The weekend before the Air Force Half I swung by the Columbus Running Company to pick up some energy gels. Granted, I have an arsenal of them in my junk drawer, but I always buy more because 1.) I like to tell myself that you can never have too many and 2.) I can never remember to check the junk drawer beforehand. So I guess 1 is dependent on 2 here. Anyways …
I got to talking to Mike and mentioned I was running the Air Force Half. He wished me luck and we talked about the joys of late summer weather and running in it. If it’s humid you get to experience the soupy air that is Ohio September air, but if it’s humid with full sunshine? Satan’s lair would be a preferable climate.
Isn’t there a Mark Twain quote about going to Heaven for the climate but Hell for the company?
So I walked out with the fuel gels (which I incidentally forgot in Columbus) and new sunglasses to replace mine that got torn up (and did not forget in Columbus.)
Come Friday morning I had all my running gear packed up and gave Marina a kiss on the head before rolling out. Even though I’ve been in Columbus for almost three years, I still think of the Dayton region where I grew up as being “local.” Part of what appealed about the Air Force Half is that it’s local to my folks, so in a way it’s a hometown race, and there’s the thrill of running in a new area that not many civilians get to traverse as freely, since the route started and stayed in the base for the first few miles.
I got to the expo in one piece and did my usual of grabbing a bunch of informational material for other races before getting my bag check bag. So by the time I needed to walk down into the arena my hands were full and I had to lean against the handrail so I wouldn’t trip all over myself.
I didn’t care for that part of the expo. I’m afraid of heights and stairs throw off my depth perception. So I picked up some cupcakes from Gigi’s for my family and I to enjoy after dinner. Carb loading and I figured sugar would make me feel better after seeing my life flash before my eyes on that descent.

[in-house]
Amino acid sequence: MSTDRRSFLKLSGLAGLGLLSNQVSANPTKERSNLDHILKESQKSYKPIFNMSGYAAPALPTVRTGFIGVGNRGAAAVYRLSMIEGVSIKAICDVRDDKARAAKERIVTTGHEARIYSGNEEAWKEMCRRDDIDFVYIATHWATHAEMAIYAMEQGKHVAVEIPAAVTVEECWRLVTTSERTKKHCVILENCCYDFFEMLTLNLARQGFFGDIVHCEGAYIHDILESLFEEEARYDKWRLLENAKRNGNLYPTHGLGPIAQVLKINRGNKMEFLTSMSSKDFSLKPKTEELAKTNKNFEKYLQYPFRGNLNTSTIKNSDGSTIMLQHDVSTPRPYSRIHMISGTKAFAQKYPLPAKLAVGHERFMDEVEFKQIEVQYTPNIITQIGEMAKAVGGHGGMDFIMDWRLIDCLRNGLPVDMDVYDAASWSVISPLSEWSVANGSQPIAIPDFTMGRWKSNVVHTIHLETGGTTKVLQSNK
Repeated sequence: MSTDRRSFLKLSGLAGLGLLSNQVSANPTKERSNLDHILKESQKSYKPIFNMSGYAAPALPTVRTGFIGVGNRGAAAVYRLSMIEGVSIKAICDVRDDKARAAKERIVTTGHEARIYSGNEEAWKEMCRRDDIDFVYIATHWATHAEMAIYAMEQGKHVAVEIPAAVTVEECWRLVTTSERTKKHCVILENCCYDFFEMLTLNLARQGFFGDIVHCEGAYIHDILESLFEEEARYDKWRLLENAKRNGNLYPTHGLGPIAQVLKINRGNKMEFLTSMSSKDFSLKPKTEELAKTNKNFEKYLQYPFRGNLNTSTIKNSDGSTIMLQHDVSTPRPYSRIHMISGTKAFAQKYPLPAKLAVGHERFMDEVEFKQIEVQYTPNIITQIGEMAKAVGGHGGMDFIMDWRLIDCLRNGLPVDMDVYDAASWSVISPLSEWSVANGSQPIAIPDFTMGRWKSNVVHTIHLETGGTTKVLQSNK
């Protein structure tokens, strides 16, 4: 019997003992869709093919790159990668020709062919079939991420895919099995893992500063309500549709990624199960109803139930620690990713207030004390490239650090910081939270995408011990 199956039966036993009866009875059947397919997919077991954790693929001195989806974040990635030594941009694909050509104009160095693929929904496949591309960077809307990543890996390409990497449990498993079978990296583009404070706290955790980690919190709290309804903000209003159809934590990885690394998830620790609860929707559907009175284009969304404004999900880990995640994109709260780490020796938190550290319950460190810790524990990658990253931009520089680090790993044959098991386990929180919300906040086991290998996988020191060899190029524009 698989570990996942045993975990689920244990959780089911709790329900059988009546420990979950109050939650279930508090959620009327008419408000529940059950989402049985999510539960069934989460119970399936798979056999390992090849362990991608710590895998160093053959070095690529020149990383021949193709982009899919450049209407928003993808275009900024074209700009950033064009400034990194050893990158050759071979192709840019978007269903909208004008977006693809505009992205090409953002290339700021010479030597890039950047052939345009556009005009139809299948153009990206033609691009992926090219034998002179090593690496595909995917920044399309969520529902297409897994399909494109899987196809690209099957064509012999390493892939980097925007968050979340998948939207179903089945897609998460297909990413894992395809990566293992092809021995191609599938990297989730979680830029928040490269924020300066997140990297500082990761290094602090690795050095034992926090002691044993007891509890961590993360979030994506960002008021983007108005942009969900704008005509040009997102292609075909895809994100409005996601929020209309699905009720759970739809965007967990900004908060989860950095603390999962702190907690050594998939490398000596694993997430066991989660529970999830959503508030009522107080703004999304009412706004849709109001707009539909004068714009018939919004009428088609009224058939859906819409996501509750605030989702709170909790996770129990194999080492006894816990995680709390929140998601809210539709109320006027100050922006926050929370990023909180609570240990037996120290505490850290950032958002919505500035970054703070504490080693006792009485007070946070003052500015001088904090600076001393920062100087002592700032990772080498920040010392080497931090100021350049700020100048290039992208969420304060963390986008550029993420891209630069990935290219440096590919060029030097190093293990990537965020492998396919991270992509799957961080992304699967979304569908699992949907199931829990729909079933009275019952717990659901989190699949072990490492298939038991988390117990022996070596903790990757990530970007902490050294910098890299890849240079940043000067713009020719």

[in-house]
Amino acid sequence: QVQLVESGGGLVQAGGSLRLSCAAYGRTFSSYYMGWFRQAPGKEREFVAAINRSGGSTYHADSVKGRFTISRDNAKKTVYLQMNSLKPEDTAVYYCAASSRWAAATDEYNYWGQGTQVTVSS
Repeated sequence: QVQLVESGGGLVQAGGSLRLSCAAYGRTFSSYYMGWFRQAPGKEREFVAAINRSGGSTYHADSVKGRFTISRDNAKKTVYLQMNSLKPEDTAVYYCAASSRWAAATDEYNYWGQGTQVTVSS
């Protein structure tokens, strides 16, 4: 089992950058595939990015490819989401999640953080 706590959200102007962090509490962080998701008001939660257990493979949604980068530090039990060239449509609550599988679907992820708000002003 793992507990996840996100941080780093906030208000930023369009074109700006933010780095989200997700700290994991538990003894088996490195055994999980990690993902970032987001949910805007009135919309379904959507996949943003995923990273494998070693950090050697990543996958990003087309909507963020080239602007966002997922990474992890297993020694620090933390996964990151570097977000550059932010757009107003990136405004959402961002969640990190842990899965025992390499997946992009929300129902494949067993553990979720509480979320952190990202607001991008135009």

The lodging was cheap this time. I woke up next to our little dog Max in my teenage bedroom and got dressed. Mom had already been up to go with me and we were working together to see through the fog on the way down to the base.
The marathon sent out quite a bit of information in the week leading up to the race, which was very helpful, although we were a little anxious about parking. To our pleasant surprise, a nice airman directed us to Gate 22-B and traffic was easy to maneuver, so we rolled into the base feeling like big shots.
Author’s note: it doesn’t take much to impress Mom and I, in case you haven’t noticed.
About 30 minutes passed and it was race time.
Mile 1 was a nice uphill that I ran in a little under 10 minutes, which I was happy about, and Mile 2 was a downhill through Huffman Prairie. The prairie was quiet with the exception of a bunch of runners stampeding through, and a quiet Mile 3 continued towards a golf course.
It was hot and humid, but also overcast with a nice breeze throughout the first part of the race. At the halfway point the sun came out and then it got rough. It was also around the halfway point of the race, during Mile 6 through what I think was housing for the officers – my inner architecture nerd was in heaven amongst all those big Tudor-style homes – that a nice family decided to have a free bacon stand.
I had to decline, but quite a few runners stopped to get some.
I also caught up with a duo I passed after the start of the race. There were two men, I believe veterans, running with an elastic tie between them. The guy on the left had a sign that said GUIDE and his partner to the right’s sign said BLIND. The tie was around their biceps to keep them together and I thought that was so cool. Then I looked down and saw the guide was an amputee, running with a prosthetic left leg.
When I caught up to them I tapped the guide and told him he was doing an awesome thing. He smiled and we fist bumped.
That last half was a hot blur over freeways, through Wright State University and back to base. On the 11th mile an ambulance was let through, which turned out to be the first of many for runners who had developed heat stroke. I had to walk-run the last mile to the finish line, as did a lot of runners.
In fact, this was the only race where the announcer was encouraging runners NOT to sprint to the finish because of the heatstroke concerns.
I finished ten minutes later than I was expecting – 2:27:18. I wanted to finish between 2:15 and 2:20, although for how miserable the conditions were I’m not unhappy with how I did. I later on heard from runner friends on social media that at noon the race was black-flagged from too many runners flooding the medic tents with heat stroke.
I ran more than I walked, which was my goal and wasn’t too far off from my time goal, so I’m optimistic for the Indy Monumental in November and the two halfs I have leading up to it. And I can confirm for the straight ladies and gay dudes: airmen really are where it’s at.